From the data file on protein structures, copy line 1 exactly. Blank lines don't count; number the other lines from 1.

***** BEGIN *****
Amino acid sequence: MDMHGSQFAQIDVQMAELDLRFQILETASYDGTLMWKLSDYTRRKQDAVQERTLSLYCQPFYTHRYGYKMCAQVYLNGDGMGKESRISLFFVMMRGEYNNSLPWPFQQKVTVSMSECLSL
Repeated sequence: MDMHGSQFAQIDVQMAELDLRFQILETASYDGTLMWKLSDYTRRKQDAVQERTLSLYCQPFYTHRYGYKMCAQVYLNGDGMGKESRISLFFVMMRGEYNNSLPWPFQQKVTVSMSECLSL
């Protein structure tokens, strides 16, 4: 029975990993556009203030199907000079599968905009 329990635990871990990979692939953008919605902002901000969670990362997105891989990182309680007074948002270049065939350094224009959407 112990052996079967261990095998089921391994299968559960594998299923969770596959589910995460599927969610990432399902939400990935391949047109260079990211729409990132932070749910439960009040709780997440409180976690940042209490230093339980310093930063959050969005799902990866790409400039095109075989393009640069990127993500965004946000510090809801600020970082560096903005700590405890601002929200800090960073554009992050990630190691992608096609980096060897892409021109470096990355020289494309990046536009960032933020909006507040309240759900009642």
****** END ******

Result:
Amino acid sequence: MDMHGSQFAQIDVQMAELDLRFQILETASYDGTLMWKLSDYTRRKQDAVQERTLSLYCQPFYTHRYGYKMCAQVYLNGDGMGKESRISLFFVMMRGEYNNSLPWPFQQKVTVSMSECLSL